Kobritz: Lance Armstrong concedes defeat
Column: Beyond the Lines
Lance Armstrong has conceded defeat, perhaps for the first time in his life, by throwing in the towel on a $100 million lawsuit brought by former cycling teammate Floyd Landis and the U.S. government.
Armstrong may be the most polarizing athlete in the modern era. From 1999 to 2005 he won seven straight Tour de France titles, perhaps the most physically grueling athletic event on the planet. He defeated cancer. In 1997 he founded LIVESTRONG, a foundation established to provide free support to people affected by cancer.
On the other hand, Armstrong relentlessly and ruthlessly pursued people who accused him of using performance enhancing drugs, until eventually admitting to Oprah Winfrey in 2013 that his life was a lie. When Landis accused him of using banned substances in 2010, Armstrong tried to destroy him. After the government joined Landis’ suit as a plaintiff, Armstrong maintained that his sponsor, the U.S. Postal Service, was not harmed by his admission.
Armstrong’s reputation began spiraling downward in 2012, after an investigation by the United States Anti-Doping Agency determined that he had used banned substances. He was stripped of his Tour titles, forfeited millions in bonus money, repaid a British libel settlement and was unceremoniously kicked out of his foundation.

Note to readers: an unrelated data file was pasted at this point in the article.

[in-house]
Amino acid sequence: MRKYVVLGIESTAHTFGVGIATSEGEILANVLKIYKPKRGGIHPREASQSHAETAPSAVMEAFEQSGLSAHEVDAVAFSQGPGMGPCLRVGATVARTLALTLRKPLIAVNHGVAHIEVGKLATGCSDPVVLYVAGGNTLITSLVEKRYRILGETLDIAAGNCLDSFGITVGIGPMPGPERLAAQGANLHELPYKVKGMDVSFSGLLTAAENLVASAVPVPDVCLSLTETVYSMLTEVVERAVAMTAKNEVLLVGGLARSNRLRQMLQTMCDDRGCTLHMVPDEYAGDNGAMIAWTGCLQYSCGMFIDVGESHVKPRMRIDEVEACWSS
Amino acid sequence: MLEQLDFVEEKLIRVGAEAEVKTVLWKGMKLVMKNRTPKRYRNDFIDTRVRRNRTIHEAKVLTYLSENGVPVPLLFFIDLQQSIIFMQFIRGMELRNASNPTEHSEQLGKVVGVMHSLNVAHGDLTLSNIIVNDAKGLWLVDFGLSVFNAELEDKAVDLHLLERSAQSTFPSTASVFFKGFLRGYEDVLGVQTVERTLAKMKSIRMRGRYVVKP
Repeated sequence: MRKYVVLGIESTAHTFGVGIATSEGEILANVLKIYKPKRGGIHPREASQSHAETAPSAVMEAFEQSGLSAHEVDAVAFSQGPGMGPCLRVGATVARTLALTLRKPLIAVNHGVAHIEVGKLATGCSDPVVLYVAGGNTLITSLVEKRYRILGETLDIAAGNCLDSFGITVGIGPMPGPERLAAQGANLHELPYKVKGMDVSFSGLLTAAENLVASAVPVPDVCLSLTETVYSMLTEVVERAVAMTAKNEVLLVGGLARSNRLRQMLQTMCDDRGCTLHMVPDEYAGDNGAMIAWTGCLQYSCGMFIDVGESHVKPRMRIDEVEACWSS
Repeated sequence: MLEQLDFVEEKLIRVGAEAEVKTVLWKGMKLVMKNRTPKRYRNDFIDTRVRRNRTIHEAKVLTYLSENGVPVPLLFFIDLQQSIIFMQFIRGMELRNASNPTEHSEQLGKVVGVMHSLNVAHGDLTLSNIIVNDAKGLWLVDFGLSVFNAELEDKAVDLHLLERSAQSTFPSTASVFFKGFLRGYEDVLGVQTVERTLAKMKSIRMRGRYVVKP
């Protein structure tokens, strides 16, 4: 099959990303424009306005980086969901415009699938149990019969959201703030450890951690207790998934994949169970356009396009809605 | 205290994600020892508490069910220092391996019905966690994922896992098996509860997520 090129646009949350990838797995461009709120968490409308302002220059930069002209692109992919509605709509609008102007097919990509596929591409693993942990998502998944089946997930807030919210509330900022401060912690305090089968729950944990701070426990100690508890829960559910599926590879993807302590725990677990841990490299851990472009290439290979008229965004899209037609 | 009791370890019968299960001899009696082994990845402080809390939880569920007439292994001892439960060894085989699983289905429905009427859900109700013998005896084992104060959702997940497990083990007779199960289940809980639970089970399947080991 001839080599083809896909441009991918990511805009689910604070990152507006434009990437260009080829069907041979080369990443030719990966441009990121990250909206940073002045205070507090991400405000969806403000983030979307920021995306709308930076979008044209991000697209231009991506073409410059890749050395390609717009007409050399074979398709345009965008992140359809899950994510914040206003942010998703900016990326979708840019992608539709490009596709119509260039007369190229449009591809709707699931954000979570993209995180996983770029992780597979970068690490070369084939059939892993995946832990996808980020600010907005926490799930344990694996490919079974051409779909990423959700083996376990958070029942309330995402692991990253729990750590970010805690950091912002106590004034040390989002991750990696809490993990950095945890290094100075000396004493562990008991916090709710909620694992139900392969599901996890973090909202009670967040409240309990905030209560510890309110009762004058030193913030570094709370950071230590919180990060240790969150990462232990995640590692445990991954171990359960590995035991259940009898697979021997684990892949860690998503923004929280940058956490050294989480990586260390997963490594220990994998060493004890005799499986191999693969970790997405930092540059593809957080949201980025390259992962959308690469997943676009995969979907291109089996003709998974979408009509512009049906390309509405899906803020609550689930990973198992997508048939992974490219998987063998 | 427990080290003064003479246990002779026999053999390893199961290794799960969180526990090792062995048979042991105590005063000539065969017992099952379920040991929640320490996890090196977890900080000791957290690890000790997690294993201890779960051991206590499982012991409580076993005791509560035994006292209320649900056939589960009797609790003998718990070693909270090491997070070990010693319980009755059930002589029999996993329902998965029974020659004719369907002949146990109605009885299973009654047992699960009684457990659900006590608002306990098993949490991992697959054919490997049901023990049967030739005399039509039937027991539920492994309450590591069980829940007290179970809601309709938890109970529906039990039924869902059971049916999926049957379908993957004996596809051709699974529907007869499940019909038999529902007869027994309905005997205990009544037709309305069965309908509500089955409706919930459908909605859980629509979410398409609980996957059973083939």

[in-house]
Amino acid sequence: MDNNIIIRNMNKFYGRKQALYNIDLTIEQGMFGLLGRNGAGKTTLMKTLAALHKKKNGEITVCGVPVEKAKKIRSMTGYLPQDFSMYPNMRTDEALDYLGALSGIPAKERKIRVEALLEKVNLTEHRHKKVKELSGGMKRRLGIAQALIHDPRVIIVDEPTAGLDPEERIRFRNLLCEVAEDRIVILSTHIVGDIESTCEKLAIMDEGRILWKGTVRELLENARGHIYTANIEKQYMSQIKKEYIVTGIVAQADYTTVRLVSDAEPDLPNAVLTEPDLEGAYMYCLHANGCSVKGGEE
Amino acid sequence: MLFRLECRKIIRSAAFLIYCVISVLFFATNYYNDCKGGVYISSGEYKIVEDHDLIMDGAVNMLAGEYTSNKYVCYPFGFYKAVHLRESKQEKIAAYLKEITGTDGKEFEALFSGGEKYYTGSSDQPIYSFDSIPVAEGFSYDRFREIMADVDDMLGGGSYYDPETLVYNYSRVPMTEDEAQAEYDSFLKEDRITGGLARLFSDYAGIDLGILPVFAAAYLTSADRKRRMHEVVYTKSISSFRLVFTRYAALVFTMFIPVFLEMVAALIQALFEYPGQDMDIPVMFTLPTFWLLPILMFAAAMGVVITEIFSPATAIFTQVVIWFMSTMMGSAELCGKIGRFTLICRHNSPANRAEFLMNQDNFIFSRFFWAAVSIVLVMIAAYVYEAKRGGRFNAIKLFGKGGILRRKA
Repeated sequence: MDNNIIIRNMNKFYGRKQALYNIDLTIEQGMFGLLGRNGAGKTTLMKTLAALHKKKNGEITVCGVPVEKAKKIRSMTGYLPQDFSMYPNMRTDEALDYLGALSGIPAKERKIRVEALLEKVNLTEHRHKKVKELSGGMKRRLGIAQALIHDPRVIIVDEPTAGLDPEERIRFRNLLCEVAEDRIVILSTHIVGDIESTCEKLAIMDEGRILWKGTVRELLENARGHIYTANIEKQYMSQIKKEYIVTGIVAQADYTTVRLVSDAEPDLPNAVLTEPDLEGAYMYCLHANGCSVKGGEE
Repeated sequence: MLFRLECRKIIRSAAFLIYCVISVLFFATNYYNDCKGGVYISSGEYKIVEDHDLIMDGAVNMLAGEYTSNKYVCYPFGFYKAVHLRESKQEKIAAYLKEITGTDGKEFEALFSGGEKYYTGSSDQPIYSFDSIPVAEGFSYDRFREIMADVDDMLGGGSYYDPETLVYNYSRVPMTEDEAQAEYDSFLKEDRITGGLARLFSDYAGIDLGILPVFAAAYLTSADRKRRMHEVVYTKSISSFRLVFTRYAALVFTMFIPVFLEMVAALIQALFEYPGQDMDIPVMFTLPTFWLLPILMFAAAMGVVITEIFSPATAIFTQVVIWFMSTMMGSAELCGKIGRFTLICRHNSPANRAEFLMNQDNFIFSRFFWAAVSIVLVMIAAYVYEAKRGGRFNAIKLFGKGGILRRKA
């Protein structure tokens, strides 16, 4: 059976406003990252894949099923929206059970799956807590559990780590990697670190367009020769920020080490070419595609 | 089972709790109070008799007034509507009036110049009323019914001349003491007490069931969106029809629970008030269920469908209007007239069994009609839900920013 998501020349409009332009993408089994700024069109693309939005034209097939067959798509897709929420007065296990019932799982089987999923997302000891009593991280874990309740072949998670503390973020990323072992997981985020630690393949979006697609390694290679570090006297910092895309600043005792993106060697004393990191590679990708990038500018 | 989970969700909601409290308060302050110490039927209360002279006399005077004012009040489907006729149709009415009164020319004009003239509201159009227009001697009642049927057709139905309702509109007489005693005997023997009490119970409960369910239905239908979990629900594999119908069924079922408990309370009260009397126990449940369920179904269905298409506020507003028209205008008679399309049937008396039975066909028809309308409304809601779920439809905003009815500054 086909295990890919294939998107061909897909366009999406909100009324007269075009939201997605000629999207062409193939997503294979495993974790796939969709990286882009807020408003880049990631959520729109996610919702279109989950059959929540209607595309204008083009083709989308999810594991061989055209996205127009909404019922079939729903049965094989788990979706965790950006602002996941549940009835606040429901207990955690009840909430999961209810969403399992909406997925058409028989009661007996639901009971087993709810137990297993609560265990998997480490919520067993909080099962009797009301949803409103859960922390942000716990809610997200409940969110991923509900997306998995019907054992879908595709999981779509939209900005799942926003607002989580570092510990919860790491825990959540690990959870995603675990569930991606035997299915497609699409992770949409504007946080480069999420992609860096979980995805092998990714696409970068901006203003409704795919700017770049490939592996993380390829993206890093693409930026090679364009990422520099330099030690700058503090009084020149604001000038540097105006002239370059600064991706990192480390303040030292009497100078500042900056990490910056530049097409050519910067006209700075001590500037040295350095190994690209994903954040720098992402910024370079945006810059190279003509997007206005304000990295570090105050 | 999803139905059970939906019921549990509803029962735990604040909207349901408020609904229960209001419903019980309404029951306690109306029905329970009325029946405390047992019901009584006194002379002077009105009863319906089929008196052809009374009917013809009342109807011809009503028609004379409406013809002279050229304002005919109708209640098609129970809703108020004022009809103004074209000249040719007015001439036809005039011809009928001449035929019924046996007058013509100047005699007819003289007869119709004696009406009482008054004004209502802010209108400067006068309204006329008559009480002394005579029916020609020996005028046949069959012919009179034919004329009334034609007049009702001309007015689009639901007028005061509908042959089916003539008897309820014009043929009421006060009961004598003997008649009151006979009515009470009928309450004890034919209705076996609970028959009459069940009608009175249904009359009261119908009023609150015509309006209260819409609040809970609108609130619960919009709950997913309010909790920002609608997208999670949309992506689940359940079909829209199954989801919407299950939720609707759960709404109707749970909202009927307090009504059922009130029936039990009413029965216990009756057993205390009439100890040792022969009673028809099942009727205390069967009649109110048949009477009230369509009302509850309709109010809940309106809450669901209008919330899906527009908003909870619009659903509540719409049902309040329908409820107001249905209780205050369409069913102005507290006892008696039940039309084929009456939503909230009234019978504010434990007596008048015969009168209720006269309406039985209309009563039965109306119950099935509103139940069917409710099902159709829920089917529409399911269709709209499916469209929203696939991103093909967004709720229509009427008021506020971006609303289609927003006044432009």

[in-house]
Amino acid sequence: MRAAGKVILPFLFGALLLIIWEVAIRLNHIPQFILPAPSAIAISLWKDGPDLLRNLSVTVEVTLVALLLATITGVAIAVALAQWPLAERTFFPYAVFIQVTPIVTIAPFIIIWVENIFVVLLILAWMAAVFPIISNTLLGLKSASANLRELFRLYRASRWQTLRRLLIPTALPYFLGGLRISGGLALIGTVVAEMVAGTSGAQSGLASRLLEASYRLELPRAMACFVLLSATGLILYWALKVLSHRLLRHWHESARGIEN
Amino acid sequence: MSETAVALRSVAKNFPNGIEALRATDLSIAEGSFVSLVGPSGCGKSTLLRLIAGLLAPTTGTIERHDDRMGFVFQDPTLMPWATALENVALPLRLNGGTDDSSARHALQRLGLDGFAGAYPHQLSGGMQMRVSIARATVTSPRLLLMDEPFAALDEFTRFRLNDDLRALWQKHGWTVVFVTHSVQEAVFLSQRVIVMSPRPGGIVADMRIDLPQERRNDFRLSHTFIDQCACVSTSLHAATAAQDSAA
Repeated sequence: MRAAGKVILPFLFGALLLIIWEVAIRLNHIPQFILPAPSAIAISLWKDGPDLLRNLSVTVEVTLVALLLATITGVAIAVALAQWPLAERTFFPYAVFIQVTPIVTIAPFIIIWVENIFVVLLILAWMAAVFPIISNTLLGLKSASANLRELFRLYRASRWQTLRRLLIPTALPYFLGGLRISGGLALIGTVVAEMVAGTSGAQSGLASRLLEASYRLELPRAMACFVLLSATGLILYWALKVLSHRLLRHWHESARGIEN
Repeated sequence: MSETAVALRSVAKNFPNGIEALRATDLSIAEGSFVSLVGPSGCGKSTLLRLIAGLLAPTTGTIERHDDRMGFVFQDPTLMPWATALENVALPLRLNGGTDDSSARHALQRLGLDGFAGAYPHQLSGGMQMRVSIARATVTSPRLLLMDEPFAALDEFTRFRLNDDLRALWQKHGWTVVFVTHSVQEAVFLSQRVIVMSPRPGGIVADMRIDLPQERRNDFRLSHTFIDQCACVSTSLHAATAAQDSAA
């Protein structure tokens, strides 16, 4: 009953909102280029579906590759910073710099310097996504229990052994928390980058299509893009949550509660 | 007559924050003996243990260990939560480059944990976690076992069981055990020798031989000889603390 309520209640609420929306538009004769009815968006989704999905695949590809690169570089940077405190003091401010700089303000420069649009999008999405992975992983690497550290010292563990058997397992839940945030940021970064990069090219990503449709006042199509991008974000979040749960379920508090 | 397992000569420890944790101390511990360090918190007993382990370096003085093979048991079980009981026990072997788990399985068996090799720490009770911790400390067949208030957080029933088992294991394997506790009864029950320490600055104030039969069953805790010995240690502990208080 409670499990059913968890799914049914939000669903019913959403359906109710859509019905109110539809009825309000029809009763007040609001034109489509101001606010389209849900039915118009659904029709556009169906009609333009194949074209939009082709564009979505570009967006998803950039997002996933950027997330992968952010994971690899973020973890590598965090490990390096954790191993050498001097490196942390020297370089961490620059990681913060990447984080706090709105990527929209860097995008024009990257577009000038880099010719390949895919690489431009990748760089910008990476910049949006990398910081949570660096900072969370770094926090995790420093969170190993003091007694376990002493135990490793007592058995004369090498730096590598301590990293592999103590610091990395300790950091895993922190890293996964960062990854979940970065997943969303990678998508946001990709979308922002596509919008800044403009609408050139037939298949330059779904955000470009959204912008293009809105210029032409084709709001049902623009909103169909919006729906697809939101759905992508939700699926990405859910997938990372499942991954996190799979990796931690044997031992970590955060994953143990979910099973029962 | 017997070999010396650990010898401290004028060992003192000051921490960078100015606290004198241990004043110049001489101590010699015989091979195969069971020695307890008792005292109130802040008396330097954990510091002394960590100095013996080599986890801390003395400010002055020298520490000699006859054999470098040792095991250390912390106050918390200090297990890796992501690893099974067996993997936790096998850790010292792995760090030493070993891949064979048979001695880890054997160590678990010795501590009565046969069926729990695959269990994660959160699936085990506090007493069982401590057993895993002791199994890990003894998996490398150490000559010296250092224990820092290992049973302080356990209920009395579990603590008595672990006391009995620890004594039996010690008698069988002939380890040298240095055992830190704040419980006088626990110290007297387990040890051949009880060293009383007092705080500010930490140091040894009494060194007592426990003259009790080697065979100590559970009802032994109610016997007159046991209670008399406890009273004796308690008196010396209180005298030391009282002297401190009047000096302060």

Through it all Armstrong refused to concede to the government, and perhaps more importantly, to Landis, winner of the 2006 Tour de France. Landis was likewise disgraced and forced to forfeit his Tour de France title when he failed a drug test. After four years of denials, he admitted guilt in 2010 and turned on Armstrong.
In last week’s settlement Armstrong agreed to pay $5 million to the government plus $1.65 million to Landis to cover a portion of his legal fees. Landis will also receive $1.1 million of the $5 million payment to the government under the whistleblower provisions of the False Claims Act, which allows the government to recover money obtained by fraud.
The settlement came two weeks before the suit against Armstrong was scheduled for trial. Both sides had a lot to lose before a jury. Armstrong could have been on the hook for $100 million in damages, three times the amount the Postal Service paid his team in sponsorship fees. The government had a weak case, particularly on the issue of damages. Losing would have been an embarrassment, given the many years of litigation.
Despite his history of lying and his ruthless attacks on critics, Armstrong is revered for his work in LIVESTRONG, which appears to have been sincere. Even if the government could have proven every element of its case, a jury might still have sided with Armstrong, a possibility not lost on the prosecution.
In a strange twist of fate, one confessed doper (Armstrong) is paying another confessed doper (Landis), which must be galling to Armstrong. In effect, he’s paying the man who was largely responsible for his downfall, a teammate who committed similar sins and also lied about them.
The settlement may not be justice but for Armstrong, it’s the equivalent of defeat.
Jordan Kobritz is a former attorney, CPA, Minor League Baseball team owner and current investor in MiLB teams. He is a professor in and chair of the Sport Management Department at SUNY Cortland and maintains the blog, sportsbeyondthelines.com. The opinions in this column are the author’s. Kobritz can be reached at firstname.lastname@example.org.